EU—Internet of the Future
This week the European Union released information on its aggressive strategy to place Europe in the lead in the development of innovations for the Internet of the future.
Announcing the strategy, the European Commission stated that it will partner public authorities in EU member nations, together with Europe’s information and communication technologies (ict) industry’s major corporate entities, with an initial budget of €300 million for the period 2011-2013. This amount will be added to the €200 million annual ict support contributed by the Commission which already assists ongoing IT research.
The contribution from EU coffers is to be matched by those IT industry entities contributing to the scheme. This means a prospective inflow approaching €1.5 billion over the stated period. The overall aim is to make Europe into the world leader in IT research.
Viviane Reding, EU commissioner for information, society and media, stated that “The Internet can help face the challenges of the future and holds the key to lifting Europe’s economy out of the crisis. Online applications and technologies can improve transport in cities …. They can, and must, improve the systems that manage our energy …. And with an ageing EU population, the Internet can make our health-care systems more efficient and treat patients from afar. It is Europe and its businesses that should seize the opportunity and develop these technologies and applications which can tremendously increase the economic and social efficiency of day-to-day processes” (EU press release, October 28).
Calling for proposals to be submitted in 2010, the EU is moving into the fast lane to power ahead in the development of smart technologies at a time when the IT industry in the United States is faltering due to America’s ongoing economic woes.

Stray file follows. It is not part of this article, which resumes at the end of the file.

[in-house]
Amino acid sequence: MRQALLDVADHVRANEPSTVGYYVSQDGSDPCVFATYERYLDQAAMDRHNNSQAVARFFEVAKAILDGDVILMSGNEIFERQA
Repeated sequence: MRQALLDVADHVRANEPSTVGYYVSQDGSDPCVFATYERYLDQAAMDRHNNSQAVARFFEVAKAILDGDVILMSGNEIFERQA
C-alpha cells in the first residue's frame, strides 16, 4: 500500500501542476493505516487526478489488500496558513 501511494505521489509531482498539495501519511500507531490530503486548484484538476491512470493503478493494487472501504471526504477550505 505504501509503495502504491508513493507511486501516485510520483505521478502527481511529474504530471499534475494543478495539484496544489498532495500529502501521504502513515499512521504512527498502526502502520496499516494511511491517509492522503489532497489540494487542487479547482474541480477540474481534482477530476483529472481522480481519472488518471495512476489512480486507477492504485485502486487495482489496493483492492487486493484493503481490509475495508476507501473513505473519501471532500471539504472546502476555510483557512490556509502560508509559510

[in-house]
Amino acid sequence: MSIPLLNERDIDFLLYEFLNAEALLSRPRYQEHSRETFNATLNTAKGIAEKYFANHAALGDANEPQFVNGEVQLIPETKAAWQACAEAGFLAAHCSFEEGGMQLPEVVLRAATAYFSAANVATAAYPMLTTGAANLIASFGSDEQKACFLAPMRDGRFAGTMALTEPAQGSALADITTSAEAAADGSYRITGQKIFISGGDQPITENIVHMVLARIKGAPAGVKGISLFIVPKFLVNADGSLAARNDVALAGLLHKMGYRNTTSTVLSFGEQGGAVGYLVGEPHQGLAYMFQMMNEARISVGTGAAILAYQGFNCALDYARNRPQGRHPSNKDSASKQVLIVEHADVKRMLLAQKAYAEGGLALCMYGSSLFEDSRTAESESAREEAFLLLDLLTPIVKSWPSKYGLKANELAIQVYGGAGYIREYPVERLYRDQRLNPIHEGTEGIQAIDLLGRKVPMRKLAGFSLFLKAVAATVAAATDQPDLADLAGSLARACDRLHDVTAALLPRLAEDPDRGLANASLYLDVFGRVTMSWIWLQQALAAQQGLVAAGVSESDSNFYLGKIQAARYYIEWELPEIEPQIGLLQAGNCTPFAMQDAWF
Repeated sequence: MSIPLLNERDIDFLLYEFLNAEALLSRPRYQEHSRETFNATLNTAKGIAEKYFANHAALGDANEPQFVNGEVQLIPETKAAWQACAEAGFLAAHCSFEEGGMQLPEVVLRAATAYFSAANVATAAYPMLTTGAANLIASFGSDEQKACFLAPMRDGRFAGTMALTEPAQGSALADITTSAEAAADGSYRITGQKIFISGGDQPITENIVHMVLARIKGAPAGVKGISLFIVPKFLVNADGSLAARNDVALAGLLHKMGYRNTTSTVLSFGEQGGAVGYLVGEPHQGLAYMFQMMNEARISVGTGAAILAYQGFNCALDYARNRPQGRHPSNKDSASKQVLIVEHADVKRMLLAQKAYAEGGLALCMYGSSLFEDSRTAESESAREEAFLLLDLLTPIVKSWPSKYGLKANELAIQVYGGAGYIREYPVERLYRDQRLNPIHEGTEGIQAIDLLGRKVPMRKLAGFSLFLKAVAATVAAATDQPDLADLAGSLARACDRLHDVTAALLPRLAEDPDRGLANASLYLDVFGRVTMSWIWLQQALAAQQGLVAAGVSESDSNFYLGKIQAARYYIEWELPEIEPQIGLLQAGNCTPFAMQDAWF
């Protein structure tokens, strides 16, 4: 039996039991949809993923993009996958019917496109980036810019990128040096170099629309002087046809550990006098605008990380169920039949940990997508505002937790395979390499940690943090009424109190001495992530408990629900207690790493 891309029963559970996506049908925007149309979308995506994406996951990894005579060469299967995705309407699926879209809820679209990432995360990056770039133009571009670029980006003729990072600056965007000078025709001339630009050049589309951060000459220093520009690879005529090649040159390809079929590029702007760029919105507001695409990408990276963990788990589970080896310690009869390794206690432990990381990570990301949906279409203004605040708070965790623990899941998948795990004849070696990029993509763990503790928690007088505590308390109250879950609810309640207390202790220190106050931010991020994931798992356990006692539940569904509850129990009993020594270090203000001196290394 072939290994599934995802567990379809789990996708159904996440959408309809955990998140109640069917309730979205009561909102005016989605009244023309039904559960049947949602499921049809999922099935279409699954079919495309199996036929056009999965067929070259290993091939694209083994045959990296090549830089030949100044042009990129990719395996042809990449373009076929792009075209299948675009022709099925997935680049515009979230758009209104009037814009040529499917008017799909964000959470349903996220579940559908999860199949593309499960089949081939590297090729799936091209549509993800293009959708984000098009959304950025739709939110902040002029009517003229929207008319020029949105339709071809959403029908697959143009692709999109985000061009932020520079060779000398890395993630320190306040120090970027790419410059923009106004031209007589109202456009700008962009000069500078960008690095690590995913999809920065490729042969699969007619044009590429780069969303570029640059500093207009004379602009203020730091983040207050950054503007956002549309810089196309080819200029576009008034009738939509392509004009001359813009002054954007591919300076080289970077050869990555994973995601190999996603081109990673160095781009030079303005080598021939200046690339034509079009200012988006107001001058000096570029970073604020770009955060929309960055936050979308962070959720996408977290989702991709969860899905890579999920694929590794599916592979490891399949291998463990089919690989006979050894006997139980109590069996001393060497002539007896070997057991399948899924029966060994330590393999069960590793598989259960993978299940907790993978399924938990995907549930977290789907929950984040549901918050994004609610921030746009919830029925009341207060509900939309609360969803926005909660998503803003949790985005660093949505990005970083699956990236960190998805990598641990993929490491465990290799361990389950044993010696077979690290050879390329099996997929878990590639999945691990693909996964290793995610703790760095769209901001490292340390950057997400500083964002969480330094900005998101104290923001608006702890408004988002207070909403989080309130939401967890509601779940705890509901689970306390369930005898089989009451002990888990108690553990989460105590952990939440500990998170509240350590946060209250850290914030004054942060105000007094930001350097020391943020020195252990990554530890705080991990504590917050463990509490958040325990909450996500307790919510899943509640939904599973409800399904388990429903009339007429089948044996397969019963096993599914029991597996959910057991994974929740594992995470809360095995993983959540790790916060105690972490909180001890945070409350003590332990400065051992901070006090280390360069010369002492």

But there is one real concern in all of this that the EU announcement did not cover, and that relates to the EU defense establishment.
The EU’s IT information portal observes that “As the Internet connects to billions of sensors and online mobile devices to deliver ever more sophisticated information, these infrastructures need to be ‘smart’ enough to use such huge amounts of data in real time. For example, through Internet technology like sensors, smart tags and, one day, the Galileo navigation satellite system, traffic jams, which cost Europe €135 billion a year, could be reduced by 20 percent and emissions by another 15 percent” (ibid.).
With the prospect of the ratification of the Lisbon Treaty in the very near future, the EU will be moving ahead aggressively to develop and consolidate the defense industries of its member nations into a single cohesive unit. This will provide the background to the development in turn of the long-awaited EU military force. The Galileo project, designed to develop a superior replacement to America’s gps system, is integral to the EU’s defense goals.
The EU military force will be of a high-tech nature, demanding the very latest in smart IT technologies. Thus, under the cloak of research for domestic purposes, much of the benefit of the stepped-up research will flow toward the defense establishment—both its industries and its military forces. Given the extreme efficiency and zeal of German elites for this defense project, one can foresee the day when, soon, the EU will feature a military combine far superior in smart technology to that of the U.S., which is already suffering from huge cracks in its massive budget to maintain its ageing defense structure, let alone develop replacement systems geared to the latest in smart technology.
This brings to mind a visionary statement made by our editor in chief some years ago:
I believe one key end-time Bible prophecy could well be fulfilled through … cyberterrorism …: “They have blown the trumpet, even to make all ready; but none goeth to the battle: for my wrath is upon all the multitude thereof” (Ezekiel 7:14). … It seems everybody is expecting our people to go into battle, but the greatest tragedy imaginable occurs! Nobody goes to battle—even though the trumpet is blown! Will it be because of computer terrorism?
Watch for the EU to aggressively overtake the U.S. in the battle for superiority in the Internet of the future.